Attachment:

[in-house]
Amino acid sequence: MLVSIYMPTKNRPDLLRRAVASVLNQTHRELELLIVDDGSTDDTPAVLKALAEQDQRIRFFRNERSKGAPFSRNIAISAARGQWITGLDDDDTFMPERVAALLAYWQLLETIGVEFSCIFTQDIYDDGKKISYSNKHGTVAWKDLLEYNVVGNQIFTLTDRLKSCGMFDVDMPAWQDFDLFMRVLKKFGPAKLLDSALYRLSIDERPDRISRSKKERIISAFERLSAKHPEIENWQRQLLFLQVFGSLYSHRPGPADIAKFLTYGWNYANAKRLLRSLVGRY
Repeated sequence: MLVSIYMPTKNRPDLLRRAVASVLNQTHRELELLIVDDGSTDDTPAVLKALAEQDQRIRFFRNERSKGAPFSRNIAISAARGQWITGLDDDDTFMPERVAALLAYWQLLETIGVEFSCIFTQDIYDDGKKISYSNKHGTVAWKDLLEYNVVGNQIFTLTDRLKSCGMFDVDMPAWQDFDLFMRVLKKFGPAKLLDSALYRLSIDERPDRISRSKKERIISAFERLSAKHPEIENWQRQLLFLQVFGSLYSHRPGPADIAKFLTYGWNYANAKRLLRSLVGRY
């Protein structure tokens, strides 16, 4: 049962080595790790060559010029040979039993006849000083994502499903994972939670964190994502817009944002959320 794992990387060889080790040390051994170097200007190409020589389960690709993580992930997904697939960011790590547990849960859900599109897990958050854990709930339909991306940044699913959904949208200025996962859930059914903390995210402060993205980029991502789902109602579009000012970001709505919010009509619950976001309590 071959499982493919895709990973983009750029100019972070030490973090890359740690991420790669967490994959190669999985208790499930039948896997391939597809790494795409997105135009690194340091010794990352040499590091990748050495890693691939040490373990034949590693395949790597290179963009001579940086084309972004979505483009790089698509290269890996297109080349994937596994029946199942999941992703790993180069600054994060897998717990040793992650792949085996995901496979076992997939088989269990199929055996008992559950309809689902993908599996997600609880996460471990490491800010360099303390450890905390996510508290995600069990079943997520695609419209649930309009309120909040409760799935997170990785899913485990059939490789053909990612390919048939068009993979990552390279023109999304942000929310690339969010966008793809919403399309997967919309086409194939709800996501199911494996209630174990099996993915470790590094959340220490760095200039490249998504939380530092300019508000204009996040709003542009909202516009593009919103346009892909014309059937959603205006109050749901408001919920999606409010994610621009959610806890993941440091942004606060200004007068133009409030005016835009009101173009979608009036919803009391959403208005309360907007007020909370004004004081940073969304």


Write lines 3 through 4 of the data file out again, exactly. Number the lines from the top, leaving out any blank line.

Repeated sequence: MLVSIYMPTKNRPDLLRRAVASVLNQTHRELELLIVDDGSTDDTPAVLKALAEQDQRIRFFRNERSKGAPFSRNIAISAARGQWITGLDDDDTFMPERVAALLAYWQLLETIGVEFSCIFTQDIYDDGKKISYSNKHGTVAWKDLLEYNVVGNQIFTLTDRLKSCGMFDVDMPAWQDFDLFMRVLKKFGPAKLLDSALYRLSIDERPDRISRSKKERIISAFERLSAKHPEIENWQRQLLFLQVFGSLYSHRPGPADIAKFLTYGWNYANAKRLLRSLVGRY
């Protein structure tokens, strides 16, 4: 049962080595790790060559010029040979039993006849000083994502499903994972939670964190994502817009944002959320 794992990387060889080790040390051994170097200007190409020589389960690709993580992930997904697939960011790590547990849960859900599109897990958050854990709930339909991306940044699913959904949208200025996962859930059914903390995210402060993205980029991502789902109602579009000012970001709505919010009509619950976001309590 071959499982493919895709990973983009750029100019972070030490973090890359740690991420790669967490994959190669999985208790499930039948896997391939597809790494795409997105135009690194340091010794990352040499590091990748050495890693691939040490373990034949590693395949790597290179963009001579940086084309972004979505483009790089698509290269890996297109080349994937596994029946199942999941992703790993180069600054994060897998717990040793992650792949085996995901496979076992997939088989269990199929055996008992559950309809689902993908599996997600609880996460471990490491800010360099303390450890905390996510508290995600069990079943997520695609419209649930309009309120909040409760799935997170990785899913485990059939490789053909990612390919048939068009993979990552390279023109999304942000929310690339969010966008793809919403399309997967919309086409194939709800996501199911494996209630174990099996993915470790590094959340220490760095200039490249998504939380530092300019508000204009996040709003542009909202516009593009919103346009892909014309059937959603205006109050749901408001919920999606409010994610621009959610806890993941440091942004606060200004007068133009409030005016835009009101173009979608009036919803009391959403208005309360907007007020909370004004004081940073969304």